I have yet to read David Weinberger’s new book, Everything Is Miscellaneous: The Power of the New Digital Disorder, but I am looking forward to doing so. The ongoing discussion about the impact of hypertext on information classification is of great personal and professional interest to me. Whenever I come across a new article or blog entry on the subject, I read it eagerly and with real interest. There is much that remains to be said.
As a writer with a Masters in Library Science, I am acutely aware of the limiting and liberating powers of classification and its impact on writing. The fundamental element of classification, after all, is the word. However, I have come to believe that many writers are either misinterpreting or misrepresenting the premises and assumptions behind our inherited classification systems.
What makes me say that? And why should writers care?
First of all, pre-Web classification systems are anything but the ossified monuments to some Ozymandian bygone era that they are commonly characterized as. Any librarian who has struggled to incorporate the latest edition of the Library of Congress Subject Headings into his catalog, or cursed the latest round of inserts to the Anglo-American Cataloging Rules, or created a faceted Dewey call number, can tell you that.
Traditional classification schemas are as fluid and dynamic and heterogeneous — arguably more so — than any tagging system developed for the latest social bookmarking site. The real issue with traditional schemas is one of expertise. Classification systems are developed and maintained by specialists whose mandate is to classify information in a way that is the most useful to the widest number of users, that provides the most robust linkages with other schemas, and that takes into account the widest possible number of variations.
Tagging and other so-called “flat” classification schemas are by definition not expert creations. They are highly volatile and inconsistent, indeed often deliberately whimsical. They are designed to be used by much smaller or more narrowly-defined communities, their ability to link to other schemas is at best an incidental consideration, and they provide little if any consistency across time and format.
Furthermore, the issue of expertise encompasses not just the creators of classification schemas, but their users as well. The two most widely used library classification systems in this country — the Dewey Decimal system and the Library of Congress Classification System — are not intuitive. Likewise, the most widely used subject classification system in American libraries — the Library of Congress Subject Headings — fills many volumes and requires patience to drill down through countless NTs (“narrower terms”) and bounce around to many RTs (“related terms”) in search of just the right word to search on.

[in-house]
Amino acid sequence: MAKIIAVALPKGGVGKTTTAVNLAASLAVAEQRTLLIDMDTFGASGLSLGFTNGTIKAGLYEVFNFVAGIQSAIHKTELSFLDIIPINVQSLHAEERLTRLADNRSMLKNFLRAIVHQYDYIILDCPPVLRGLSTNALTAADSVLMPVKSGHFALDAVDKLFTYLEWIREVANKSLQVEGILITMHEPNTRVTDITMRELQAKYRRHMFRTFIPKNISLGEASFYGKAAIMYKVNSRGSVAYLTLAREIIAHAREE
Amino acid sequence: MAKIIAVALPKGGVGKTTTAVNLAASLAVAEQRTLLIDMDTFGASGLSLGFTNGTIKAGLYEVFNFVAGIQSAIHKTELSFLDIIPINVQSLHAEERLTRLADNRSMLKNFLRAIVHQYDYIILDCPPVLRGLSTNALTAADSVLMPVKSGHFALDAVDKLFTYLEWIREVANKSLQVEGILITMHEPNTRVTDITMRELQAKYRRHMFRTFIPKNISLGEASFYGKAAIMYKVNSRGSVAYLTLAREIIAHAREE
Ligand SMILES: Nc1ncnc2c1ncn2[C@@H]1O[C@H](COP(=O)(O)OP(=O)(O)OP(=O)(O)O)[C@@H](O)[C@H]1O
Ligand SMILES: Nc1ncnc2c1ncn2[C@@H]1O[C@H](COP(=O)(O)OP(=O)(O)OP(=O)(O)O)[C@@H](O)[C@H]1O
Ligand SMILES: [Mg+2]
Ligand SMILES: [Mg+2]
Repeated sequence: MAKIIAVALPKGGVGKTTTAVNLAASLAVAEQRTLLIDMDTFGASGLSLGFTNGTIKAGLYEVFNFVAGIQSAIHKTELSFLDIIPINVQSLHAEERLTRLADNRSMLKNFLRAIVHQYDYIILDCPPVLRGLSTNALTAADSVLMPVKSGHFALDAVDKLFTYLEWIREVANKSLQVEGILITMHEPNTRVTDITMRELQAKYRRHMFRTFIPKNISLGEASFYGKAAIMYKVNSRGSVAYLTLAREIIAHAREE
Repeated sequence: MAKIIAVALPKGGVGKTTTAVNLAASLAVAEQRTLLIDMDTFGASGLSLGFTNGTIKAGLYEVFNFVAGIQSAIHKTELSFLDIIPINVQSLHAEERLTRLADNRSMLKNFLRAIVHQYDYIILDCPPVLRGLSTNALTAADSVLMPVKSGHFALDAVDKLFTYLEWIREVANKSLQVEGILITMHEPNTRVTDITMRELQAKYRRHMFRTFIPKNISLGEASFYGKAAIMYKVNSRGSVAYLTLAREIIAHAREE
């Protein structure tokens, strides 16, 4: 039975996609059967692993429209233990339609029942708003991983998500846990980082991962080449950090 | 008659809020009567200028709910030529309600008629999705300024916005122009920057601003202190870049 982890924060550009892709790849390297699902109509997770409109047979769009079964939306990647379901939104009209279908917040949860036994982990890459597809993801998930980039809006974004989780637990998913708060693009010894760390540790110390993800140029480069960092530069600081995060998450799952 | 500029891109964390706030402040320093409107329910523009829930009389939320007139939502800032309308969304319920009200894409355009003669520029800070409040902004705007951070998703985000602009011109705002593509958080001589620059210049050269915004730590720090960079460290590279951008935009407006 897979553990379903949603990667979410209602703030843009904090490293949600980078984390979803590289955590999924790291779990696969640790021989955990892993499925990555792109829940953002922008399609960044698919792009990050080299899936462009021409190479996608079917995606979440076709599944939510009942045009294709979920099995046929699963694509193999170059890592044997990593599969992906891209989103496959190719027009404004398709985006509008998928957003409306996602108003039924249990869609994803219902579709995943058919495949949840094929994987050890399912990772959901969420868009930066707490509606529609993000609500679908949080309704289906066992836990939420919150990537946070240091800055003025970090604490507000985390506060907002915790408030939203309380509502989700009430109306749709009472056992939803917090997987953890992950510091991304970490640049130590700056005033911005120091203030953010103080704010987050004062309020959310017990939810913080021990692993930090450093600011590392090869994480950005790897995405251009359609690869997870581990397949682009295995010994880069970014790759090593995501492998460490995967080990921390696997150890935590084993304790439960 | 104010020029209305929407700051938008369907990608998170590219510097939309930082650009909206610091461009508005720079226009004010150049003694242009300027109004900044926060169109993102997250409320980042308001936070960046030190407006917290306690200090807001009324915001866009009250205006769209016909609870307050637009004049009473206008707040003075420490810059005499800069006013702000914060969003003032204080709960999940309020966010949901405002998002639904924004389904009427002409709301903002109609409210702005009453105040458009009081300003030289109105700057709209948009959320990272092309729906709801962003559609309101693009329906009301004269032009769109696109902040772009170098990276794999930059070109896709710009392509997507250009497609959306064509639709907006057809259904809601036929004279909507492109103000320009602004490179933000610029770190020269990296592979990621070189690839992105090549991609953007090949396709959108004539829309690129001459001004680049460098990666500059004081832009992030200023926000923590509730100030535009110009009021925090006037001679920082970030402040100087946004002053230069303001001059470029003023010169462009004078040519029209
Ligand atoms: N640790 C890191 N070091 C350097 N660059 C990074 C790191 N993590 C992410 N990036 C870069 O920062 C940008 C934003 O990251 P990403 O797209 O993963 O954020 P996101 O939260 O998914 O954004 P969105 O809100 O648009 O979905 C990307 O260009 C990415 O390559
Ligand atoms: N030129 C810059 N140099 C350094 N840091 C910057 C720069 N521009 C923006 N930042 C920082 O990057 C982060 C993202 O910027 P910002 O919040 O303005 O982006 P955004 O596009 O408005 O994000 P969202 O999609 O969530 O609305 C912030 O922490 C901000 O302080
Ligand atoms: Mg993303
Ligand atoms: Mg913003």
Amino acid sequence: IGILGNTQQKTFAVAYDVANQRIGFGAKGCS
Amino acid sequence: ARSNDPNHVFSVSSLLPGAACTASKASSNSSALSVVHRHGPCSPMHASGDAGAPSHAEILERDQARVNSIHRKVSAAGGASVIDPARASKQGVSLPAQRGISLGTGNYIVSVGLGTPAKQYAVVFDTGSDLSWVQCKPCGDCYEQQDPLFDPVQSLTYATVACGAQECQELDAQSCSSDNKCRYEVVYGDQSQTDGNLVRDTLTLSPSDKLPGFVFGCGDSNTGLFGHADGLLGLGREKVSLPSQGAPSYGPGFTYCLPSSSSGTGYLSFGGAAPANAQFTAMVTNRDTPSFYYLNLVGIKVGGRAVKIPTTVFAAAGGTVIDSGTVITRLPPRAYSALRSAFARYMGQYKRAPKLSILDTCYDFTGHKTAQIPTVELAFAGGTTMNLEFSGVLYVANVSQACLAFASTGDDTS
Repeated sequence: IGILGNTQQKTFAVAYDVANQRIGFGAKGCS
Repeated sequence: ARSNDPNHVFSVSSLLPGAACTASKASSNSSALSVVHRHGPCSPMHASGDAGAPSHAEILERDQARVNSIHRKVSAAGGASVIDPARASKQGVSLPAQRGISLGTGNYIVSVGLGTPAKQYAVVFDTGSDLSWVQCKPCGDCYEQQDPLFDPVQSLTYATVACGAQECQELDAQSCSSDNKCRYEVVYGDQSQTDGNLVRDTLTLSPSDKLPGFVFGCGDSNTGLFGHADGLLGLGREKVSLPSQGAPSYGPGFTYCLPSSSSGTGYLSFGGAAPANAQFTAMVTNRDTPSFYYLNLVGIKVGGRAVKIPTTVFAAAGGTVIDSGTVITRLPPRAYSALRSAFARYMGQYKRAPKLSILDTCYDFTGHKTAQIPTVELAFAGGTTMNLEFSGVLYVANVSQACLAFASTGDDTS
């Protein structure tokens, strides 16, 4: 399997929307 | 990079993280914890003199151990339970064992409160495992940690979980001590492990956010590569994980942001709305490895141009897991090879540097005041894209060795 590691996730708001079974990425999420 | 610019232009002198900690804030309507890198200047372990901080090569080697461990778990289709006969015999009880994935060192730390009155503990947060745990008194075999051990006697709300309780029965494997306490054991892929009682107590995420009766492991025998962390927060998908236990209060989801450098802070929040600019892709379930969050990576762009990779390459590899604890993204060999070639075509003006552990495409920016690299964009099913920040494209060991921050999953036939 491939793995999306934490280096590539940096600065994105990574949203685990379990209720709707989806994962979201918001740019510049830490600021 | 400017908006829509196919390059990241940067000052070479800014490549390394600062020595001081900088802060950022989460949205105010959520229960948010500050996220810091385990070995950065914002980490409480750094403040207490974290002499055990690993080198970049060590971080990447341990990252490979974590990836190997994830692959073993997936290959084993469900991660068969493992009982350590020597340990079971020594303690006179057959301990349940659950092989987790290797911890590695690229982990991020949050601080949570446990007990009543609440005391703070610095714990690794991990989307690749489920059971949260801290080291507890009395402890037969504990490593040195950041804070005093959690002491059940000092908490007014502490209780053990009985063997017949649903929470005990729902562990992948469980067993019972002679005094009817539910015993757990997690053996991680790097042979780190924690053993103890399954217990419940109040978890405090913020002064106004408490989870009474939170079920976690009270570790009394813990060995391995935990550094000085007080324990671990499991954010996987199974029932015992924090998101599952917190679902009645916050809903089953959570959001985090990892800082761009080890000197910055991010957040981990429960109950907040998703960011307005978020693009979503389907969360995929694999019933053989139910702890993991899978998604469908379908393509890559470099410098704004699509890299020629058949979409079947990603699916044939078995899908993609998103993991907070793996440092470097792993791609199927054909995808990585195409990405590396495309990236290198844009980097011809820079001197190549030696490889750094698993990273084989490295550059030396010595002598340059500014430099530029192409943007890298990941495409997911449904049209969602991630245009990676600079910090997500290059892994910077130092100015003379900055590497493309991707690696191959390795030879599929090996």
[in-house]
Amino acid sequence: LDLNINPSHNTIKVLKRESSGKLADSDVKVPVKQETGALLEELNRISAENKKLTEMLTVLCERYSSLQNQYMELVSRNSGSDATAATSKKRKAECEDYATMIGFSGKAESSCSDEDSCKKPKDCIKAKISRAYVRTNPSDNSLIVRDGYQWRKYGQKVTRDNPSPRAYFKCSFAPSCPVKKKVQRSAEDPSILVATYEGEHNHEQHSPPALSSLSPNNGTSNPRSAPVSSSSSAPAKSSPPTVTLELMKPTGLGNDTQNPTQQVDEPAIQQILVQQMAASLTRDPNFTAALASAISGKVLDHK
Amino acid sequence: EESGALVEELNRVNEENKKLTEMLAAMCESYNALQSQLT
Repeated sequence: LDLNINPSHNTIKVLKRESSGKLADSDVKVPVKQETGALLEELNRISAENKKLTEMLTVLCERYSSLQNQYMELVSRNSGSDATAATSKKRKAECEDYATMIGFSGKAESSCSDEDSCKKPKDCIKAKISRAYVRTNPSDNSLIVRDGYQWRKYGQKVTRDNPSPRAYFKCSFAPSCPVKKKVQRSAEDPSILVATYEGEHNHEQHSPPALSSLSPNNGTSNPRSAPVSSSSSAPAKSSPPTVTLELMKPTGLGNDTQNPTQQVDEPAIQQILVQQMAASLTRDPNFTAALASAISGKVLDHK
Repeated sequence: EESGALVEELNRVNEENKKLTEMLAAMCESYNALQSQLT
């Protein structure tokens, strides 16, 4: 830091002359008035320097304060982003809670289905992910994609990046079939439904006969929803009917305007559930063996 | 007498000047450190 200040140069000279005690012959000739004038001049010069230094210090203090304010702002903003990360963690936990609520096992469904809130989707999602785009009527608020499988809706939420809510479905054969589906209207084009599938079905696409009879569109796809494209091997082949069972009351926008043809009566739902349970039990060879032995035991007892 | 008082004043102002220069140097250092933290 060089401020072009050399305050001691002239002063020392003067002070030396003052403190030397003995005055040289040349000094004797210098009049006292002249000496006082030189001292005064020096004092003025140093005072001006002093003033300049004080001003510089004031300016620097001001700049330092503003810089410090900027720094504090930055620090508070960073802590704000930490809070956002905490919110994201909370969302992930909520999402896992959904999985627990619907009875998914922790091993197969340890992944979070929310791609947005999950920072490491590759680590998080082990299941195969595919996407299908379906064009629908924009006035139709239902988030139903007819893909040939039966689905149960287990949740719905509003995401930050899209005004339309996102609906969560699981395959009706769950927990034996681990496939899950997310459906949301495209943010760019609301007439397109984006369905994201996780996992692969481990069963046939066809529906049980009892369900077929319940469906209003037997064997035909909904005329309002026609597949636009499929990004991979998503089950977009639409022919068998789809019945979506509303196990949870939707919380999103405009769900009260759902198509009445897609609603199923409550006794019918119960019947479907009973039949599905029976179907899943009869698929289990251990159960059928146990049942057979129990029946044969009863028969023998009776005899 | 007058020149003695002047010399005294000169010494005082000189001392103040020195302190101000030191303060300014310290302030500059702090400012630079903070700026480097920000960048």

Dewey, LCCS, LCSH, and other traditional systems need to be learned in order to be used effectively. People who have received little training in these systems, and who can’t find a reference librarian to help them, are naturally going to find them intimidating, and wish for a simpler — and faster — way to find what they’re looking for. But in a complex information environment such as a library (or the Web), simple and fast does not always yield the best results. At best, decisions based on incomplete information cause inconvenience. At worst, they cause disaster.
The question is simply this: At what point does the dumbing down of a classification system in an effort to keep pace with the dumbing down of the user end up being just an all-around dumb thing to do?
And what does any of this have to do with writers?
Well, as I said, writers are classifiers. Each sentence we construct is a map describing how to get from the subject to the object via the verb. A paragraph is a breadcrumb trail for comprehending a writer’s line of reasoning. Writers are expert creators; in order to write what they know, they have to know what they write. Clarity, concision, accuracy, and consistency are characteristics of any good writer — but they are also the hallmarks of any good cataloging librarian too.
In other words, writers are information managers.
Don’t believe me? Here’s a sentence that appeared a few paragraphs earlier:
“Classification systems are developed and maintained by specialists whose mandate is to classify information in a way that is the most useful to the widest number of users, that provides the most robust linkages with other schemas, and that takes into account the widest possible number of variations.”
Now read it with only a few words changed:
“Books are written by authors whose mandate is to arrange information in a way that is the most useful to the widest number of readers, that provides the most robust linkages with other sources, and that takes into account the widest possible number of viewpoints.”
Writers are information managers. We have a stake in — and a lot to offer to — the ongoing discussions about how information will be made accessible. We need to get involved in the discussion, both as expert creators and expert users.
What do you think? Sound off in the “Comments” section below.